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Hope is Not a Strategy

Hope is great for things like “I hope I win the lottery!” Or “I hope that this person I like is at the event I’m going to so I can talk with him.” What you need instead of hope is a STRATEGY!

But when it comes to your business or your personal future, hope it just not enough. Waiting for the perfect client to show up at your door or the perfect person to fill the job opening you are in desperate need of filling – well, that is just procrastinating!

What are you hoping for right now in your business or personal life?  Are you stuck, hoping and not moving – as in parked and need to change the gear to drive? It is great to have faith and a positive attitude – but it is also necessary to get moving. That requires changing the gear from park to drive. And you also need to figure out where you are going, and as in driving it is best to figure out where you are going while you are still in park. To continue with the driving metaphor, once you have your road map (strategy) you can pick a lane and stay in it while you figure out whether or not you are getting the result you are looking for.

What is frustrating you right now? What are you hoping will change but aren’t doing anything about it? Spend some time brainstorming some action items that will take you out of that stuck place. It is always a good idea to get some input from others, experts in the field or people you admire and look to as a mentor. Once you feel you have gathered the information you need, take some action. Pick up the phone and make the call or send the email – whatever it is to get things moving. You can do this – change will happen! If you get it wrong the first time, look at it as a learning experience. Okay, you know what doesn’t work – what else could work? What will you try next?

Employee Development – Grey’s Anatomy Style

Employee Development – Throw the employee or team into the deep end of the pool and cheer them onto victory!

Employee development can happen in many ways. Have you ever been in a situation you didn’t expect to find yourself in and discover you had talents and abilities you didn’t know you had? Perhaps it was a customer who needed something from you that was outside your normal scope of work but for whatever reason, you decided that you would help the customer out so you did. Sound familiar? Sometimes through those experiences we uncover our hidden talents. And admittedly, sometimes we wish we had never agreed to go beyond our scope in the first place. I have had both experiences!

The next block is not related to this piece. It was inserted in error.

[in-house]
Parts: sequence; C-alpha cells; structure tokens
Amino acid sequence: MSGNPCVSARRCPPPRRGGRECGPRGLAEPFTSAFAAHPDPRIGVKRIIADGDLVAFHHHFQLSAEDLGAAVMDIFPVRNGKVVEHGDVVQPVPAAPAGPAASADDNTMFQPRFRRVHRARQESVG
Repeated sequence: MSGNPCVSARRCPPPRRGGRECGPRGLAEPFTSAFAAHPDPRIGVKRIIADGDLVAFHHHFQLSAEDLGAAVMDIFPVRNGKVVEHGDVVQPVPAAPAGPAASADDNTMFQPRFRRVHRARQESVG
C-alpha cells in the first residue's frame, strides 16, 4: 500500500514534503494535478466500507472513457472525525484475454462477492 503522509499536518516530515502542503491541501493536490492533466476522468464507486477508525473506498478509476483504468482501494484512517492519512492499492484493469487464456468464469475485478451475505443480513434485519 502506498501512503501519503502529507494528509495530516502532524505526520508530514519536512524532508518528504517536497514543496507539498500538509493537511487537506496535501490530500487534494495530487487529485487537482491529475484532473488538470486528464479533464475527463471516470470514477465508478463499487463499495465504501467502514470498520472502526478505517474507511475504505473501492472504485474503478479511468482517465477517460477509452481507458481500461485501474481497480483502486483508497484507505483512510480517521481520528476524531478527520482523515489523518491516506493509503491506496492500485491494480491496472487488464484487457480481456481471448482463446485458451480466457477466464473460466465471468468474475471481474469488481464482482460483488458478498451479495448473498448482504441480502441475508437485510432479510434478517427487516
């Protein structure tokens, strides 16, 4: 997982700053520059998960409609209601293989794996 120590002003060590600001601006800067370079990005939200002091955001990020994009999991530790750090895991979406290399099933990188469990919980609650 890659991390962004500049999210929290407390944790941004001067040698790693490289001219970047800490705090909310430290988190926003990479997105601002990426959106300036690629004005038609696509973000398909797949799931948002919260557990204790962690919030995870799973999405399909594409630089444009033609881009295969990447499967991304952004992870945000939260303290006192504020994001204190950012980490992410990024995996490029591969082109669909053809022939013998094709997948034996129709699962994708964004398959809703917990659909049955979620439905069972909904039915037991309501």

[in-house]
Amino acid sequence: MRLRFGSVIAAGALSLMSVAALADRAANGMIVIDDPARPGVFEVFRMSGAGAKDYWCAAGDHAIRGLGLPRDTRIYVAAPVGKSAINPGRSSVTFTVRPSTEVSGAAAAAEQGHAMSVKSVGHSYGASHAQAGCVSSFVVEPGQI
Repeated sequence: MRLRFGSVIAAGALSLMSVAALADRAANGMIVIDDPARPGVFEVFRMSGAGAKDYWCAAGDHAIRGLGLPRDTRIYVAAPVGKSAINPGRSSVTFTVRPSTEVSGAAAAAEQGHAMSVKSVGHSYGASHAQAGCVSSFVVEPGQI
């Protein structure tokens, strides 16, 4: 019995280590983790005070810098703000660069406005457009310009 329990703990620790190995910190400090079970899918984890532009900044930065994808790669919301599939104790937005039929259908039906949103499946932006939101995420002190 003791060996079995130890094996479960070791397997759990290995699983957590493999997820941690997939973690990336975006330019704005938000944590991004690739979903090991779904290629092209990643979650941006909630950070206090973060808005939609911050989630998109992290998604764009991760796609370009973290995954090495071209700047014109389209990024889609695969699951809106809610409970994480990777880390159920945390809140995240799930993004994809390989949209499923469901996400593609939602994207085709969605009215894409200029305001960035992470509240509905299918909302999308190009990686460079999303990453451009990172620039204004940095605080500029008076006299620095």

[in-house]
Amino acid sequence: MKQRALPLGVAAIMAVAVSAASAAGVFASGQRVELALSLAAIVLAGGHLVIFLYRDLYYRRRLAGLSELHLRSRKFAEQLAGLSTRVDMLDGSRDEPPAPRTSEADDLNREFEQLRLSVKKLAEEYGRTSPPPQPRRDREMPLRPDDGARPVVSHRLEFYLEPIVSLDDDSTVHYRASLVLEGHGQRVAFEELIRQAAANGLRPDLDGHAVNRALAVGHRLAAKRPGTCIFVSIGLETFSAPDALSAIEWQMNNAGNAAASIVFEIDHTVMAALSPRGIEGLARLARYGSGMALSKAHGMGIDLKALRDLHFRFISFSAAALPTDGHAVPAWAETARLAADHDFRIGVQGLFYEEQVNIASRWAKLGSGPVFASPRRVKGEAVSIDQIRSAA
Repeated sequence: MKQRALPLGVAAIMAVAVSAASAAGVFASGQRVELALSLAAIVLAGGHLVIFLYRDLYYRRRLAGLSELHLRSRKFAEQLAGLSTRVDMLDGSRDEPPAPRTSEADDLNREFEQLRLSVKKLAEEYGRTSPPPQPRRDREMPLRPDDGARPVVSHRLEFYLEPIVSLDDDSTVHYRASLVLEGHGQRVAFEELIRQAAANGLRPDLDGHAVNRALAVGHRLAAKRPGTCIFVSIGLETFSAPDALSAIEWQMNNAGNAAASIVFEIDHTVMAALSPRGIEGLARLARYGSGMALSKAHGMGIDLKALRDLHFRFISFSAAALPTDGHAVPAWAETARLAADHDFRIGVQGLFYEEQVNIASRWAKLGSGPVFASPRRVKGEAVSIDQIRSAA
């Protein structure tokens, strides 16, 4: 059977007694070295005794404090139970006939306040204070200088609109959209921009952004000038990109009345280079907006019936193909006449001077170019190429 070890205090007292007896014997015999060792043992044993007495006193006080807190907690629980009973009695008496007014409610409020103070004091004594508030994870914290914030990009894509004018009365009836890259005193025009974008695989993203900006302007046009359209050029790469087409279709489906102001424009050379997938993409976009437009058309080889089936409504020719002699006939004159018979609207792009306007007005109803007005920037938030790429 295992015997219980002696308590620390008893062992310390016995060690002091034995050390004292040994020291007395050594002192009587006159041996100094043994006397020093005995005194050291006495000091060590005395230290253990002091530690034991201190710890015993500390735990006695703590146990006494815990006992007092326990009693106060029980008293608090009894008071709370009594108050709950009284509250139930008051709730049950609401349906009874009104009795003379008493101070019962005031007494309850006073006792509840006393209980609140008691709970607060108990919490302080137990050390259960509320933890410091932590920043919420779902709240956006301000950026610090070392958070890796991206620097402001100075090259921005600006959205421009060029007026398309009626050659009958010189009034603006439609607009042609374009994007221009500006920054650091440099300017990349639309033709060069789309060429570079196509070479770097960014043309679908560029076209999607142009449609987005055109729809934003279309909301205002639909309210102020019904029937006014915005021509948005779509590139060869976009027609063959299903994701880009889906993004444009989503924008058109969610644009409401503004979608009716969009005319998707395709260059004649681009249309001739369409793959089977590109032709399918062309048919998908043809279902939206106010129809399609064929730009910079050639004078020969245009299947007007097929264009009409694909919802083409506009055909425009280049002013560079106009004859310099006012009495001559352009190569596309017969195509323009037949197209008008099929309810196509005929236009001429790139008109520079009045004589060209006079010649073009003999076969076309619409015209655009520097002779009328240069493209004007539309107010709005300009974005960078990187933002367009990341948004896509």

Sometimes I am reminded of good ideas in the strangest of ways. Let’s face it, HR lessons are everywhere if we keep our eyes open. Employee development Grey’s Anatomy Style! I have been watching Grey’s Anatomy on Netflix and in a recent episode I was impressed by the training experience that was set up for the Interns. It made me realize that sometimes it’s really great to throw trainees – and we’re all trainees by the way– into the deep end of the pool and watch them swim.

Learning Through Challenge

On this particular episode, Grey’s Anatomy had a patient with multiple issues and the more experienced Doctors stood by as the Interns took charge of caring for the patient. What happened is that a leader emerged, and individually, the Interns learned something about themselves that they didn’t know.  Employee development happened! Through the confusion and even arguments among the team, one of the Interns took on the leadership role and others followed. As the chaos was relaxed each Intern took care of the patient and performed well in a highly charged environment. Thankfully, few of us work in that highly charged environment every day. Even so, there are good lessons for employee development in this episode.

Lessons Learned in this Employee Development Activity

The lesson learned is that one way to promote employee development is to give an individual employee, or a team, a project even though they may have little to no experience. The project should be one that will be challenging and create the environment where the employee has the responsibility and the autonomy to take the project through completion. This is what I mean when I suggest they get thrown into the deep end of the pool. Of course, you are going to be by the sidelines, maybe having the employee or team check in with you periodically, and make sure no one dies in this process – like they did in the episode of Grey’s Anatomy. The personal and professional growth through these experiences can be enormous and the employee and/or team gains confidence in their skills.